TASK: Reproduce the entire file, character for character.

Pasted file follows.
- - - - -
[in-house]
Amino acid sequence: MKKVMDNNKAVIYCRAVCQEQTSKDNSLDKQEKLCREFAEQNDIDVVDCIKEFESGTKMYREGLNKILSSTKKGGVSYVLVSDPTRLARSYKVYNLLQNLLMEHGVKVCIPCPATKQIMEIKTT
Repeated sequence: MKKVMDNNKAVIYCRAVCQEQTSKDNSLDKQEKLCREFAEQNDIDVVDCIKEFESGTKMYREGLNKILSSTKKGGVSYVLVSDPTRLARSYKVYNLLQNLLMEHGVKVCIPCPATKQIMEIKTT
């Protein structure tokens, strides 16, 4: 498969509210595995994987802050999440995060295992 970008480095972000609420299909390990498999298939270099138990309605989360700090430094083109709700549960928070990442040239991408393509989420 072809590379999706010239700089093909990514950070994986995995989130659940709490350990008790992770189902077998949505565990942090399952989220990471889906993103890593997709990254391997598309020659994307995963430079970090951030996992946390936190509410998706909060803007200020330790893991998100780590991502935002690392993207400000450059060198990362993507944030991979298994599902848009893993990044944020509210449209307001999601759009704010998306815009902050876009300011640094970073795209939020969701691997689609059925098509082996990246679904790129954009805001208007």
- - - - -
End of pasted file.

[in-house]
Amino acid sequence: MKKVMDNNKAVIYCRAVCQEQTSKDNSLDKQEKLCREFAEQNDIDVVDCIKEFESGTKMYREGLNKILSSTKKGGVSYVLVSDPTRLARSYKVYNLLQNLLMEHGVKVCIPCPATKQIMEIKTT
Repeated sequence: MKKVMDNNKAVIYCRAVCQEQTSKDNSLDKQEKLCREFAEQNDIDVVDCIKEFESGTKMYREGLNKILSSTKKGGVSYVLVSDPTRLARSYKVYNLLQNLLMEHGVKVCIPCPATKQIMEIKTT
């Protein structure tokens, strides 16, 4: 498969509210595995994987802050999440995060295992 970008480095972000609420299909390990498999298939270099138990309605989360700090430094083109709700549960928070990442040239991408393509989420 072809590379999706010239700089093909990514950070994986995995989130659940709490350990008790992770189902077998949505565990942090399952989220990471889906993103890593997709990254391997598309020659994307995963430079970090951030996992946390936190509410998706909060803007200020330790893991998100780590991502935002690392993207400000450059060198990362993507944030991979298994599902848009893993990044944020509210449209307001999601759009704010998306815009902050876009300011640094970073795209939020969701691997689609059925098509082996990246679904790129954009805001208007």